Born on September 12, 1840, in Troy, New York, Frazier Augustus Boutelle was the son of James Boutelle from Fitchburg, Massachusetts, and Emeline Lamb Boutelle. He began his army career in 1861, the year the Civil War began, as a member of the Ira Harris Cavalry, subsequently designated the 5th New York Cavalry Regiment. After serving as quartermaster sergeant, he was commissioned a second lieutenant on November 5, 1862. Participating in the Gettysburg campaign, Boutelle was injured on June 30, 1863, when he fell from his horse during a charge at Hanover, Pennsylvania. Consequently, he was assigned to First Brigade, 3rd Cavalry Division, on January 17, 1864, as an ambulance officer. Boutelle did not return to his regiment until he reenlisted in the army in 1864 and he remained with the regiment until he was discharged with the rank of captain on ...
Rachel L. Jones Williams
conservationist, landscaper, and the first African American forester in the United States, was born in Pottsville, Pennsylvania, the fifth of six children born to Alcinda (Dickson) a homemaker, and the Reverend John Calvin Brock, an educator and minister in the African Methodist Episcopal (AME) Church. Reverend Brock was a veteran of the Civil War, serving as quartermaster sergeant of Company F of the 43rd Pennsylvania Regiment. The Brock family moved throughout south central and south eastern Pennsylvania, settling in West Chester, Pennsylvania, around 1890. Four of the six Brock children (including Ralph) were known to be college educated and active in the community. Maria L. (8 May 1879–1968) taught in the West Chester School District for over thirty years; she was the English and Elocution teacher of the civil rights campaigner, Bayard Rustin and bequeathed the family home to the Charles A Melton Arts ...
minister and historian, was born one of six children to Elijah John Fisher, a Baptist minister, and Florida Neely in Atlanta, Georgia. His father later pastored the Olivet Baptist Church in Chicago, where he had moved his family. The young Fisher grew up in Chicago but was sent to Atlanta to attend Morehouse College where he earned the BA in 1918. He was immediately ordained, but worked for the YMCA as camp secretary. Fisher married Ada Virginia Foster, with whom he would have six children.
In 1919 Fisher returned to Chicago to take over the International Baptist Church. One year later he moved to Racine, Wisconsin, to pastor the Zion Baptist Church. In 1921 he published a short biography of Lott Carey, a pioneer black Baptist missionary to West Africa. In 1922 Fisher earned the BD and thus became the first black graduate of Northern Baptist ...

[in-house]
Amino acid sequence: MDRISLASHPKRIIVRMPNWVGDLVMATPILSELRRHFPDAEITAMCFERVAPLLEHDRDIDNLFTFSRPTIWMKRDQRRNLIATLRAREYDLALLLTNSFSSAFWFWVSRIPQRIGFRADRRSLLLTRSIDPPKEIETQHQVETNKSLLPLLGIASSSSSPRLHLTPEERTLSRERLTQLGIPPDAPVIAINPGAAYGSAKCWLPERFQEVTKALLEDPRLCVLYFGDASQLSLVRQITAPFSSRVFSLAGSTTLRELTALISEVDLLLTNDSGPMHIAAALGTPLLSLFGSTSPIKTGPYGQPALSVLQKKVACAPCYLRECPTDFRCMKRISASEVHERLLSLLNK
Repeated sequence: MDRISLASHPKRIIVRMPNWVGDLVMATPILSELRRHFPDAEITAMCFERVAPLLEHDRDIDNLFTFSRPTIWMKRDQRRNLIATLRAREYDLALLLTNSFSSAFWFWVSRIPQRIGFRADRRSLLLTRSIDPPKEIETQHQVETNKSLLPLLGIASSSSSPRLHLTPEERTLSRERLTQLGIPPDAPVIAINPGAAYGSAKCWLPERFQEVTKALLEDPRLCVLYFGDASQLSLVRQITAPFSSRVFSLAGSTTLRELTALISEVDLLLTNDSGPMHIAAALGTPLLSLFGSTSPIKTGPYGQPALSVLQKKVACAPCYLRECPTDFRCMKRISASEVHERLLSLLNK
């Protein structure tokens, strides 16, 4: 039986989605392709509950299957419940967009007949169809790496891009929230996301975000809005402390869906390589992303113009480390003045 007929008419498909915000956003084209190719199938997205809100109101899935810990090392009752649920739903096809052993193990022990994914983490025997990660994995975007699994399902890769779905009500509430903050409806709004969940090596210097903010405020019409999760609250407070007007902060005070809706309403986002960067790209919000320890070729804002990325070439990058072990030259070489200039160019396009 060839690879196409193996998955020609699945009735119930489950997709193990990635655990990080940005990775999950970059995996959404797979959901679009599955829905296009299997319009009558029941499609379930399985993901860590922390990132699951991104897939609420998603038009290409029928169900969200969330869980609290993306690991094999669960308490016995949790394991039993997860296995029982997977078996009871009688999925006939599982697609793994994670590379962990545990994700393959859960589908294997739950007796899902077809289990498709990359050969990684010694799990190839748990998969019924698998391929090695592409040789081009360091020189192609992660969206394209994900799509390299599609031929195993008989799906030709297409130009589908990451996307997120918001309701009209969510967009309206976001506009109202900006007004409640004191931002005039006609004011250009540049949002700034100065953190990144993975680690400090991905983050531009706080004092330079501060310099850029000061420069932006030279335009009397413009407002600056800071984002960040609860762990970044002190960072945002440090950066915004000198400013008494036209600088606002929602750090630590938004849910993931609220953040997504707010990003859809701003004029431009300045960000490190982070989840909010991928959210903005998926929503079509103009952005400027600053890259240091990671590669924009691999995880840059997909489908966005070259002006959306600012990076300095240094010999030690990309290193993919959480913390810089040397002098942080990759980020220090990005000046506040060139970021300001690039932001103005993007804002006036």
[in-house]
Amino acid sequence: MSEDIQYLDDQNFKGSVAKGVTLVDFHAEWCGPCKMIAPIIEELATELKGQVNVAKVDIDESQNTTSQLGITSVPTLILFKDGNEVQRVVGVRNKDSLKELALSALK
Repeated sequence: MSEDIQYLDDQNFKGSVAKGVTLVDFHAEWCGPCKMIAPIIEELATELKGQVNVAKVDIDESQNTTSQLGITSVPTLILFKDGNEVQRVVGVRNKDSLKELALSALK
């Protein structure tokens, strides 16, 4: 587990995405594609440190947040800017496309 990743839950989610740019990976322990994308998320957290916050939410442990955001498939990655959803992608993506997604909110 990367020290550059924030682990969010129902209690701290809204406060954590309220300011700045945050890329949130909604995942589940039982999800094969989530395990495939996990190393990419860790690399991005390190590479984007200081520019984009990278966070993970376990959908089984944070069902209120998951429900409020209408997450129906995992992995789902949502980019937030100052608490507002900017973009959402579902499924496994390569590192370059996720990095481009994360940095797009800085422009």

Frank A. Salamone
anthropologist, was born in Syracuse, New York, to Huldah Hortense Dabney, a schoolteacher, and James Lowell Gibbs Sr., executive director of a community center. He attended public primary and secondary schools in Ithaca, New York. He continued his education in Ithaca, receiving a BA in Sociology and Anthropology from Cornell University in 1952. During the 1953–1954 school term he attended the University of Cambridge in Cambridge, England, where he was enrolled under the faculty of archaeology and anthropology. In addition Gibbs received a number of other graduate fellowships and honors, including a National Woodrow Wilson Fellowship. From 1956 to 1958 he was a Ford Foundation Foreign Area Training Fellow, and in 1958–1959 he was a National Science Foundation Predoctoral Fellow. Gibbs received his PhD in Social Anthropology from Harvard University in 1961 His dissertation Some Judicial Implications of Marital Instability among the Kpelle examined a West ...
Mary Krane Derr
anthropologist, was born in Norfolk, Virginia, to James and Odelia Blount Harper Harrison. Her maternal grandparents, Arthur and Tola Harper, came originally from rural North Carolina. Tola Harper, the daughter of slaves, taught in a one room schoolhouse there. During the 1920s, they moved to Norfolk to improve their children's opportunities. When Faye was seven, she discovered a closet full of National Geographic magazines in her family s new house She read them repeatedly marveling at the diversity of human cultures and wondering how they became different As early as fifth grade she excelled at school Her teachers especially respected and encouraged her serious perceptive questions about human societies By high school she was so fascinated by Latin America and the Caribbean that she learned French Portuguese and Spanish One of her teachers tutored her in Spanish language literature A sorority awarded her a scholarship ...
Isabel Shipley Cunningham